“There are a few [potential] solutions for the future,” he allows, when pressed on how he might ensure the continuity and stability of his business. “Selling to a large group, which I exclude, putting the company on the stock market with a board of directors made of strong people, creating a foundation, for example… these are all possibilities. However, I think this is something we should be discussing in a few years, or even ten years.”
In other words, don’t expect any big changes in the company’s creative or business strategies any time soon. He will continue on the path he has carved, he says, rejecting criticisms in some quarters that the brand’s image and collections have become monotonous.
“You can be creative in different ways. You can be creative without worrying about business or industrial issues, like an artist, who doesn’t care about selling,” he reflects. “Then there’s a kind of creative who works alongside the industry. That is the American model of business and I embraced it myself as a philosophy and a way of working. Then, as now, I could not see the point of doing creative work for its own sake.”
“As long as my stores continue to sell and there is still demand from customers and nobody can copy my products, then it means I made the right choice and my brand will continue to be talked about,” he continues.
And while other brands including Dolce & Gabbana and Marc Jacobs are taking steps to consolidate their diffusion lines under single brands, offering products at multiple pricepoints, what about Mr Armani’s sprawling brand portfolio that runs the gamut from Armani Privé haute couture to Emporio Armani ready-to-wear to high-street Armani Exchange?
“I have built a world made of totally different brands — Emporio Armani, Collezioni, Privé— which have worked in time and I don’t think it was confusing because there’s a story, a style, a different quality and price point behind each brand,” he offers. “Perhaps those who have followed my example by offering many different brands have realised that not all of them worked, not all of them yielded good results, so they reduced and consolidated their portfolio. As for me, right now I don’t see the need to remove any brands because they work, they have their customer base. Why should I create a problem where there isn’t one really?”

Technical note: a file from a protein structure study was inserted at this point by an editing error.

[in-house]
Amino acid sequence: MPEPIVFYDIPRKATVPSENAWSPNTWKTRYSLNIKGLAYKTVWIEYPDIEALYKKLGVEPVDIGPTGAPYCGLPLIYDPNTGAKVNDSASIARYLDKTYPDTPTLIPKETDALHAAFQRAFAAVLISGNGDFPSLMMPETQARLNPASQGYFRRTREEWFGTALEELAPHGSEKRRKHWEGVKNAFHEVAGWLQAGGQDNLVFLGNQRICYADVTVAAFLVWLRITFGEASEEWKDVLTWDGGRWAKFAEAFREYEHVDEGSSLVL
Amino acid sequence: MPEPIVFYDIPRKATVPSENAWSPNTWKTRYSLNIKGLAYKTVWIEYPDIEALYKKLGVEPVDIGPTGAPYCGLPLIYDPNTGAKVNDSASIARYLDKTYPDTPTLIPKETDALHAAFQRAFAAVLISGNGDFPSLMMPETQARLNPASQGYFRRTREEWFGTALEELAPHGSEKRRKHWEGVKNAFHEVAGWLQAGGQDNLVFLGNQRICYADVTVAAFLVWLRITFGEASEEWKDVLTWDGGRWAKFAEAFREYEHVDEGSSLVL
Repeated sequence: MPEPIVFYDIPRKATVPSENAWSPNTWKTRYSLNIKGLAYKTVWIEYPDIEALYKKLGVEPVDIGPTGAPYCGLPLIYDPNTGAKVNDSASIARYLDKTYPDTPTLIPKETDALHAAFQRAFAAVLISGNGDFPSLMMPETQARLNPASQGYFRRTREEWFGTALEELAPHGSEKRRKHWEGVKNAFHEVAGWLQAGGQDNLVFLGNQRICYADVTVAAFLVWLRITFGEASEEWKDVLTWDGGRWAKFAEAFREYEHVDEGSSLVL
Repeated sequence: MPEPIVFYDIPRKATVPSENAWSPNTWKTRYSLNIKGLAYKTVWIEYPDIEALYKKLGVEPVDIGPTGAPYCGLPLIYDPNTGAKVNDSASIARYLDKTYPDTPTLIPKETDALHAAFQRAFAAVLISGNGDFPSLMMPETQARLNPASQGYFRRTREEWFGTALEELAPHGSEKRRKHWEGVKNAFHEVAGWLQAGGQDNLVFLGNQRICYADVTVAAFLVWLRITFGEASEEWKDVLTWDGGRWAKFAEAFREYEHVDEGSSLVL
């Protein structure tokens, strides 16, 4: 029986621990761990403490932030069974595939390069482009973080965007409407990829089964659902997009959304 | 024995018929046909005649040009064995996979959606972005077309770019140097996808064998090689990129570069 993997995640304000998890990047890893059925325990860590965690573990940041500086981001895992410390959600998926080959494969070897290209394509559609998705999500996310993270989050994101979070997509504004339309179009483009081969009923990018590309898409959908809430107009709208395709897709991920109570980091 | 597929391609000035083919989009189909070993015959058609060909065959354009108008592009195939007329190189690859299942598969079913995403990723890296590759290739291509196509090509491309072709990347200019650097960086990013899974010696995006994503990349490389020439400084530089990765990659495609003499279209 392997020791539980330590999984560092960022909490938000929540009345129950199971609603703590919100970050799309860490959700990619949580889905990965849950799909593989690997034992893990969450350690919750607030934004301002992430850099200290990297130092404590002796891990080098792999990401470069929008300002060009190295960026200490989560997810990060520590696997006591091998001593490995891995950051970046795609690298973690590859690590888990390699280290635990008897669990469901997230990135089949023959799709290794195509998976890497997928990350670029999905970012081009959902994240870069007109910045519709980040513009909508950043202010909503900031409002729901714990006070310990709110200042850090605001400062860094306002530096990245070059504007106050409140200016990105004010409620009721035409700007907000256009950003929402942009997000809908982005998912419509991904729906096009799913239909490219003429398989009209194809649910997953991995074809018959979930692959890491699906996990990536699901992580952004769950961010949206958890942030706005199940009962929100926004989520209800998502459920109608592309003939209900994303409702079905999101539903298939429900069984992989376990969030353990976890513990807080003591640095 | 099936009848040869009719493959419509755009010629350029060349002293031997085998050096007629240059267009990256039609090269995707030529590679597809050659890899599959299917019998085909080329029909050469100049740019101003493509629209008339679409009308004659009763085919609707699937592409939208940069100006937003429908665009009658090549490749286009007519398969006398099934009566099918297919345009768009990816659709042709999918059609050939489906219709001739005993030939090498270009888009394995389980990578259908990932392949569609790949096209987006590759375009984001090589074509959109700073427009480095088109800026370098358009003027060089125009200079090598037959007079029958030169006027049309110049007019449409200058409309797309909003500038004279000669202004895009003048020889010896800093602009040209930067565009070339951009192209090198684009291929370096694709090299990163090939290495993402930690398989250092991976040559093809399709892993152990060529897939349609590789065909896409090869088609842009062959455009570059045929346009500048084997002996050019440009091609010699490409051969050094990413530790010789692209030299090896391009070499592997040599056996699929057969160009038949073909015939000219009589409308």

But while Armani remains sanguine about the business and its underlying strategy, he does have some regrets about the sacrifices he has made on the road to his success.
“My biggest, most obvious regret is that I didn’t take enough care of myself. I have always taken care of other people more than myself, so much that sometimes I should have quit my job, or divided my time between public and private life,” he reveals. “I could never do it, though, because this is a job that absorbs you completely from morning to night. I tried to take people, friends, or dates and bring them into my own work life, instead of doing the opposite; I didn’t go out of my working sphere to get to know the outside world, but I brought the world into my history, into my own small world.”